H e also at one point sold the rights to one of his short stories to someone in Hollywood and they made a movie about it. He thought it was horrible and he vowed to never ever sell the rights to any of his work again. He’s kind of territorial about what he writes, and I think this is really interesting. He said, “There is a marvelous peace in not publishing. I like to write. I love to write. But I write for myself and my own pleasure.” J.D. Salinger is still alive and has confirmed that he has to complete novels at home in his house that he’s written but not published. It just kind of blows my mind.
So we know a little bit about the guy behind the book, now let’s talk about what was happening in the world at the time the book was written and published. Salinger wrote Catcher in the late 1940s. And 1946 is the year in which the book is set. Now let’s think about America in 1946. It’s just after the war ended, and it was a really bloody horrible war. People completely wanted to distance themselves from that feeling and those memories. It was time of American prosperity, everybody’s rich, everybody’s happy and then we have Holden Caulfield in the mix. How does that work?
Everybody wanted it to be a time of new beginnings and prosperity and excitement, and we’ve got this idea of Holden being, what we would think as you know a pretty realistic guy but he was so negative for the time period. It was really shocking to people in jarring and not everybody liked this character in the way that he looked at life.
The response to the book when it came out, it was really criticized. People didn’t like various elements of it, starting with Holden’s whole out look on life and he’s negativity and the way he saw things. I personally don’t think they gave him a really fair shake because Holden did see good things and bad things and that’s kind of the whole conflict that he’s got with himself. The book was really criticized for profanity, its irreverence and its use of sexuality or all the things I like to call the good stuff. Speaking of those things, let’s get to them and let’s start talking about plot.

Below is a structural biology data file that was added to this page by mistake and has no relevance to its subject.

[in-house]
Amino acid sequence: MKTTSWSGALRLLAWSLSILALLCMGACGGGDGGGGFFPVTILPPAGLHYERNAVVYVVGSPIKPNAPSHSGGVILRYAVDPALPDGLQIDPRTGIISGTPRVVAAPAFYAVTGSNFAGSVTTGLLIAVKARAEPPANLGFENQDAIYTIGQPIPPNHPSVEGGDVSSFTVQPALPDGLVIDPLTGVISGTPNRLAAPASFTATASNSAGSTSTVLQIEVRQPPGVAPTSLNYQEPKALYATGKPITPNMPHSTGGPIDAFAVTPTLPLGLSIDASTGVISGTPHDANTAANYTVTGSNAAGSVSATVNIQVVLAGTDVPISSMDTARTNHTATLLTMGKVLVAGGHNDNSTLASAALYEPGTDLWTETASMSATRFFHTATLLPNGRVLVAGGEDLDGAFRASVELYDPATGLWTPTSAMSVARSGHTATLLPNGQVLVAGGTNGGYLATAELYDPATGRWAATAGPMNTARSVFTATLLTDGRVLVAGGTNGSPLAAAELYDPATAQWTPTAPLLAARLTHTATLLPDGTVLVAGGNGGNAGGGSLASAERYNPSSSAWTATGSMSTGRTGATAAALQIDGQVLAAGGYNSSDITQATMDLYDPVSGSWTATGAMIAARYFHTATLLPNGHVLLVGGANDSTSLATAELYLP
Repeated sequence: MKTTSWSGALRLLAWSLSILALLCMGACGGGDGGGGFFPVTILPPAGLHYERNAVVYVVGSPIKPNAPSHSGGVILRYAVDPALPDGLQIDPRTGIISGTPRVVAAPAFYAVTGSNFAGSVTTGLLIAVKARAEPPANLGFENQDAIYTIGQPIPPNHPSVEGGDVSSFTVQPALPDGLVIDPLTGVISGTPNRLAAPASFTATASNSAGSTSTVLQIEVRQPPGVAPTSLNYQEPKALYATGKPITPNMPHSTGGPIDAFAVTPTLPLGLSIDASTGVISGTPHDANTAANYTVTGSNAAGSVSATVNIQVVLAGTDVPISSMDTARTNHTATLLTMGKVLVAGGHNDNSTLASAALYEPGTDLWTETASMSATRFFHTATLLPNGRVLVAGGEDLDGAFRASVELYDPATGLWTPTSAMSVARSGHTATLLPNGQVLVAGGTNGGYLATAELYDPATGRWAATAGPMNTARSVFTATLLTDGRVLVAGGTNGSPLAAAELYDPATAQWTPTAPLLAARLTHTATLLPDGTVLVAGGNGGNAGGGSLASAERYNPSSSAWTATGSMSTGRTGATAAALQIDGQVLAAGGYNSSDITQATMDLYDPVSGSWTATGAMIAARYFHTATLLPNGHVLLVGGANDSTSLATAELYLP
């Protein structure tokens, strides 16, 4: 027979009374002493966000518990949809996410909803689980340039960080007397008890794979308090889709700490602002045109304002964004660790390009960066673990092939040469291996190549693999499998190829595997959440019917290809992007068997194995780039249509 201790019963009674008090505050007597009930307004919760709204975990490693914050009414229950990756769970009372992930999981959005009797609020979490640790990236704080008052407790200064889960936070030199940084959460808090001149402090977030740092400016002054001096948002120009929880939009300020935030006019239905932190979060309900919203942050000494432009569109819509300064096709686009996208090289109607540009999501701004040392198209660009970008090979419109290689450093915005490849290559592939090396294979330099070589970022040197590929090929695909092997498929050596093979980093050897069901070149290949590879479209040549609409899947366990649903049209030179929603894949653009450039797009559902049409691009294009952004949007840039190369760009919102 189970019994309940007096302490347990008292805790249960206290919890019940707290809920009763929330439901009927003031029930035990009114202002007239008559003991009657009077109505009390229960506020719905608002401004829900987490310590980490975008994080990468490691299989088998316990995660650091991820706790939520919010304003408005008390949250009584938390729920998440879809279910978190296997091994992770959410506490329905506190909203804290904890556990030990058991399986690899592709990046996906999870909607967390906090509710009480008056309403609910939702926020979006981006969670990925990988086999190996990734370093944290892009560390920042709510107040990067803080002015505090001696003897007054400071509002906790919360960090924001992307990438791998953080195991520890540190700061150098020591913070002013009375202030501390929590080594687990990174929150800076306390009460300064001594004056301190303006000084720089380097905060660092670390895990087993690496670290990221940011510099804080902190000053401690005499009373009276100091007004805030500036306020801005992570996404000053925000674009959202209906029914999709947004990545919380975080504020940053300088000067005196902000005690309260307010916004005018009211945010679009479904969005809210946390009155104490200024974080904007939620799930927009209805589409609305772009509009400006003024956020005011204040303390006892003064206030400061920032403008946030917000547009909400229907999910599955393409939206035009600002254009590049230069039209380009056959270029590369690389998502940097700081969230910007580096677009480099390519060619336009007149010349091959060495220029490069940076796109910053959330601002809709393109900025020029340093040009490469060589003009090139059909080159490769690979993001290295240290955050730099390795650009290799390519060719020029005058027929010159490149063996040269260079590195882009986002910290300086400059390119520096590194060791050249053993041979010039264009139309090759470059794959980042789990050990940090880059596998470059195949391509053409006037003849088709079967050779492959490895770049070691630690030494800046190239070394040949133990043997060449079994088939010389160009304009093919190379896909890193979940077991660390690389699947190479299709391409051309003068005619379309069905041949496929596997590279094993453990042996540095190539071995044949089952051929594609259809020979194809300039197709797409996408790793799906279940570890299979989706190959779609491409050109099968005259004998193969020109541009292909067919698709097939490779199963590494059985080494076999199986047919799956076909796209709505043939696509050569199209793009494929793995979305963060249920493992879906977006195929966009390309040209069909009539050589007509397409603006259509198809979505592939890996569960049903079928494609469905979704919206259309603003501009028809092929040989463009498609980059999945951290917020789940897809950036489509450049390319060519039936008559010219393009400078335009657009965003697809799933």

We’re going to talk about plot today using this plot diagram. I’m assuming you’ve probably seen it before in English class. It’s pretty traditional. If you don’t like it I actually have a really cool circular plot diagram that I’ve linked in your bonus materials. If you like that one a little better just use that one instead, but for our purposes right now, we’re going to use this one.
Let’s review it just in case you’re a little bit rusty with it or may be you haven’t seen it before, let's look at some of these words because some of them look really fancy' some of them are in French and they seem a lot more complicated than what they actually mean. I can break it down for you pretty easily.
The first part if we go back and look, is exposition. All exposition is, is background information. It’s kind of the stuff we need to know to get rolling in the story. In Catcher in the Rye, Chapter one we know that Holden is in a California hospital and that he’s going to tell us the events of what happened in last December. This is the quote that kind of backs that up, “I’ll just tell you about all this madman stuff that happened to me around last Christmas just before I got pretty run-down and had to come out here and take it easy. I mean that’s all I told D.B. about, and he’s my brother and all. He’s in Hollywood. That isn’t too far from this crummy place, and he comes over and visits me practically every weekend.” That’s where I got all that information. If you’re saying how did she know that it’s in California? How did she know that he’s in a mental institution? It’s kind of a little bit of mystery work, you need to do a little bit of detecting. We know that Hollywood is close by, establishes the idea of California. Here’s kind of our background information, this is the exposition that we need to understand the plot.